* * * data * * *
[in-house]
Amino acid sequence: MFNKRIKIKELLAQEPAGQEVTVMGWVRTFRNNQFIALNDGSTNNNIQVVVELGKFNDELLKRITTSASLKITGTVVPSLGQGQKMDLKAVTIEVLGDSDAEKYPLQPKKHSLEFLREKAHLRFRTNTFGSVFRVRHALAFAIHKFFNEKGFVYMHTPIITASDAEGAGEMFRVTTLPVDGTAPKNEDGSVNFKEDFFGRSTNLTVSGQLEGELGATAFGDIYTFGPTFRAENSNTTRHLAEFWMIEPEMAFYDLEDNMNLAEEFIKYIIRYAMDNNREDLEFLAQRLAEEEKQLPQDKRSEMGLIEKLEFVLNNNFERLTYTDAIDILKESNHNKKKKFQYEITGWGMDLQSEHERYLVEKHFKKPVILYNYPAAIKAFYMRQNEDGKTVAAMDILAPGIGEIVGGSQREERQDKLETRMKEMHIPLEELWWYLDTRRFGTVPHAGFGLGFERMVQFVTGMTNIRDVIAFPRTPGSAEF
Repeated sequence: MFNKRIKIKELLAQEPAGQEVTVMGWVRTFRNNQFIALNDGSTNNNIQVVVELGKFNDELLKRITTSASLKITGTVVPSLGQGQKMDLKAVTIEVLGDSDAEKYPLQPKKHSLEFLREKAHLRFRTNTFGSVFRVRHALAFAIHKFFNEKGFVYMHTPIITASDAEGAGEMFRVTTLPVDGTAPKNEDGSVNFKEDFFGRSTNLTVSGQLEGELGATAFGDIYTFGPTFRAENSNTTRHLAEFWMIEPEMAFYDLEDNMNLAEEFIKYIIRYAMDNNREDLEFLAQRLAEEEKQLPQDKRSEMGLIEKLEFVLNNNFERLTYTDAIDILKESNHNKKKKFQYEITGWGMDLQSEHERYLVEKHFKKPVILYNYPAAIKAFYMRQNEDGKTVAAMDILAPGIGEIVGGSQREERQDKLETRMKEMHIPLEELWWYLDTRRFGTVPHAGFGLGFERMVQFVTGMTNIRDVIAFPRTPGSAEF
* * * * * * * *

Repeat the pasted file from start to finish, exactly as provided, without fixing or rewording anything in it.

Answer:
[in-house]
Amino acid sequence: MFNKRIKIKELLAQEPAGQEVTVMGWVRTFRNNQFIALNDGSTNNNIQVVVELGKFNDELLKRITTSASLKITGTVVPSLGQGQKMDLKAVTIEVLGDSDAEKYPLQPKKHSLEFLREKAHLRFRTNTFGSVFRVRHALAFAIHKFFNEKGFVYMHTPIITASDAEGAGEMFRVTTLPVDGTAPKNEDGSVNFKEDFFGRSTNLTVSGQLEGELGATAFGDIYTFGPTFRAENSNTTRHLAEFWMIEPEMAFYDLEDNMNLAEEFIKYIIRYAMDNNREDLEFLAQRLAEEEKQLPQDKRSEMGLIEKLEFVLNNNFERLTYTDAIDILKESNHNKKKKFQYEITGWGMDLQSEHERYLVEKHFKKPVILYNYPAAIKAFYMRQNEDGKTVAAMDILAPGIGEIVGGSQREERQDKLETRMKEMHIPLEELWWYLDTRRFGTVPHAGFGLGFERMVQFVTGMTNIRDVIAFPRTPGSAEF
Repeated sequence: MFNKRIKIKELLAQEPAGQEVTVMGWVRTFRNNQFIALNDGSTNNNIQVVVELGKFNDELLKRITTSASLKITGTVVPSLGQGQKMDLKAVTIEVLGDSDAEKYPLQPKKHSLEFLREKAHLRFRTNTFGSVFRVRHALAFAIHKFFNEKGFVYMHTPIITASDAEGAGEMFRVTTLPVDGTAPKNEDGSVNFKEDFFGRSTNLTVSGQLEGELGATAFGDIYTFGPTFRAENSNTTRHLAEFWMIEPEMAFYDLEDNMNLAEEFIKYIIRYAMDNNREDLEFLAQRLAEEEKQLPQDKRSEMGLIEKLEFVLNNNFERLTYTDAIDILKESNHNKKKKFQYEITGWGMDLQSEHERYLVEKHFKKPVILYNYPAAIKAFYMRQNEDGKTVAAMDILAPGIGEIVGGSQREERQDKLETRMKEMHIPLEELWWYLDTRRFGTVPHAGFGLGFERMVQFVTGMTNIRDVIAFPRTPGSAEF